Nancy Lund, Portola Valley Historian

Fifty-four years ago, Westridge became one of the first portions of the 1400-acre Ormondale Ranch to be sold for development as a modern neighborhood. The ranch, originally known as the Menlo Stock Farm, had been in the Macdonough family since the 1890s. It had been purchased by William O’Brien Macdonough, nephew and heir of William O’Brien, partner of James Flood and thus one of the Comstock Lode silver barons.

He raised a string of prize racehorses, competing in a friendly fashion with his neighbor Leland Stanford. Because one of his horses, Ormondale, showed such great promise, he changed the name of the ranch to reflect the great hopes he had for this horse.

Through the years, the ranch passed to William O’Brien’s brother Joseph and eventually to Joseph’s son Dent. When horse racing became illegal in California in 1908, the racehorses were sold, and in the next decades cattle and sheep raising became the business of the ranch.

It was after World War II ended that the little village astride the San Andreas Fault began to boom.  Dent decided it wasn’t “country” any more and put the family ranch on the market. Three men, Jesse Hayes, Elmore Hutchinson and Albert Evers, had come to love the beauty of the valley and bought some land that Dent had for sale with the goal of developing it in a way that maintained the rolling, tree-studded rural ambiance.  

They created the Westridge Company and bought 209 acres for $125,000, eventually increasing their holdings to 750 acres. They laid out the roads and lots, setting the minimum size at 2 ½ acres, each with an easement for a bridle path.  The price then was around $10,000 for the land and perhaps $50,000 for a typical house.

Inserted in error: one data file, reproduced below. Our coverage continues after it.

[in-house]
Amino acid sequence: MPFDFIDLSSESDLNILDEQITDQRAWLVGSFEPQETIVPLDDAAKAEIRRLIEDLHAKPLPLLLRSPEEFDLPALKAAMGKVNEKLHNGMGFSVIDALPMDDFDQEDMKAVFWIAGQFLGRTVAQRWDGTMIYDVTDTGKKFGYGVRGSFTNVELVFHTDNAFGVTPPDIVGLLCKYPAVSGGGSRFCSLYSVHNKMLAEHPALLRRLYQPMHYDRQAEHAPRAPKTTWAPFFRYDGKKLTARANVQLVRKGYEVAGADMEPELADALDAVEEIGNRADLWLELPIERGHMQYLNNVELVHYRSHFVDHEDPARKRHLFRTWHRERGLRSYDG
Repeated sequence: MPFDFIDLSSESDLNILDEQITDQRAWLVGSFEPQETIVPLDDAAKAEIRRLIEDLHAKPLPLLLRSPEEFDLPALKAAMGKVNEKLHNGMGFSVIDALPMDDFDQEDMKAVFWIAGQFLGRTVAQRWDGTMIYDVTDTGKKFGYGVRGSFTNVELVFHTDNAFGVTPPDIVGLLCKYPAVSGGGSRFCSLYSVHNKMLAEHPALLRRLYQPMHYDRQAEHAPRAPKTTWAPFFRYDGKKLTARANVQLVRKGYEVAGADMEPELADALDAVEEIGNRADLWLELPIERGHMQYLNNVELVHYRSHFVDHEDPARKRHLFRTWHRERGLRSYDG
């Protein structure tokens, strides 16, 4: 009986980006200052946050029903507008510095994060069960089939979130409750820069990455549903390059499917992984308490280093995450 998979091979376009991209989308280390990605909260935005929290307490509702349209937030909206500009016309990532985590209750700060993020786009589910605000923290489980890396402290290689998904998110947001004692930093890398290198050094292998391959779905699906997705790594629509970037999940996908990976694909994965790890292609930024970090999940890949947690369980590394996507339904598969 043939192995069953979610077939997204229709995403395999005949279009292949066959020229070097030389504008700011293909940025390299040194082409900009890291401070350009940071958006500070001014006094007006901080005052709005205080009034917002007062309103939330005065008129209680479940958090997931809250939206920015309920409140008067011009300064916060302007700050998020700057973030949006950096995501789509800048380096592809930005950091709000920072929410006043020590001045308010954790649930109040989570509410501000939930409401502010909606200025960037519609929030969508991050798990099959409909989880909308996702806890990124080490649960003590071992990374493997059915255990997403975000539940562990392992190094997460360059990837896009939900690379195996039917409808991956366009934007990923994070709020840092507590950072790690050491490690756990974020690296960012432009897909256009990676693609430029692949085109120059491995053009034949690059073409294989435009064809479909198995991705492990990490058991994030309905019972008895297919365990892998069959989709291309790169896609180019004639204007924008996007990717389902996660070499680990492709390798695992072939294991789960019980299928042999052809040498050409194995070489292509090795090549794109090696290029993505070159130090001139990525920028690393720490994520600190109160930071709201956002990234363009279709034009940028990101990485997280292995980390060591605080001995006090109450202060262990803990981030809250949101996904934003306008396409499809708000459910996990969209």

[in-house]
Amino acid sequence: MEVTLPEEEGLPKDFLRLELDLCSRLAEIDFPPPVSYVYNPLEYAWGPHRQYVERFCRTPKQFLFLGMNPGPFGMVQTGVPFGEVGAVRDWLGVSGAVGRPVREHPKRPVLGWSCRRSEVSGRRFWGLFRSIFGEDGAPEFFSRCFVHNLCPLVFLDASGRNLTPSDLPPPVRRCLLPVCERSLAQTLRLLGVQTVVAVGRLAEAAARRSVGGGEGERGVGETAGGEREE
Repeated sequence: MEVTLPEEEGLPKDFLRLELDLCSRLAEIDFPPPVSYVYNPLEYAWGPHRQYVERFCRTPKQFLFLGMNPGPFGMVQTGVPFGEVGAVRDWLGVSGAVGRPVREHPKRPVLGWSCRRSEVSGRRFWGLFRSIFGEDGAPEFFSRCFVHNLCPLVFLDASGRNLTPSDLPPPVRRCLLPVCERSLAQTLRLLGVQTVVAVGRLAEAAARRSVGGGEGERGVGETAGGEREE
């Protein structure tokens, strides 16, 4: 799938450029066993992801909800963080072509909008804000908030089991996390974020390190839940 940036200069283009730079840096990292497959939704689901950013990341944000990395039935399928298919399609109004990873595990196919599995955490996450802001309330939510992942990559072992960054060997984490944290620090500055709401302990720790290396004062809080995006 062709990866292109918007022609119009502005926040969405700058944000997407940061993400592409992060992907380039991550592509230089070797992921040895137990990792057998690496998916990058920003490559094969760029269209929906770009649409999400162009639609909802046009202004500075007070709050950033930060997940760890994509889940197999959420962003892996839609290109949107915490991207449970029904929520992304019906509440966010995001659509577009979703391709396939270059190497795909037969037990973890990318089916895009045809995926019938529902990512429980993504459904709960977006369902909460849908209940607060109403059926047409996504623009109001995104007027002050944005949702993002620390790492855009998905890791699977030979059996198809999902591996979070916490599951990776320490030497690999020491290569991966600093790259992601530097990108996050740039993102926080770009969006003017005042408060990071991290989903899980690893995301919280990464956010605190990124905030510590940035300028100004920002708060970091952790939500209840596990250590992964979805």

To insure that buyers built their houses and outbuildings with respect for the land and their neighbors, the developers created the Westridge Architectural Supervising Committee (WASC) in January of 1948. The developers were the committee members for the first ten years and then, as today, elected residents serve. Perhaps the most unusual issues the committee has been asked to evaluate are a request for a radio tower and an inquiry by a prospective buyer if commuting by helicopter would be a problem. 

A 1954 question offers a surprising contrast to today’s discussions of house size in which the term “monster house” arises. Many current residents have objected to any restrictions being placed on additions to their homes. Back then Westridge folks voted not to impose a MIMIMUM house size on the development.

Another incident, from the late fifties before the town was incorporated, illustrates how those early Westridge residents paved the way for the preservation of the rural characteristics that make the town so special today.  95% of the residents voted to petition the San Mateo County Planning Commission to bring the county's one-acre minimum ordinance into conformance with the subdivision's 2-½ acres minimum.  This the Commission did.

And so a neighborhood of rare beauty was created in ten sections, from 1947 to 1965. The rattlesnakes and larks are mostly gone, and no one has seen a roadrunner for years. But there are more trees and birds now than there were in the early days.  Of course, poison oak continues to thrive. And for those who are very observant and know just where to look, a very few remnants of the old Ormondale Ranch remain.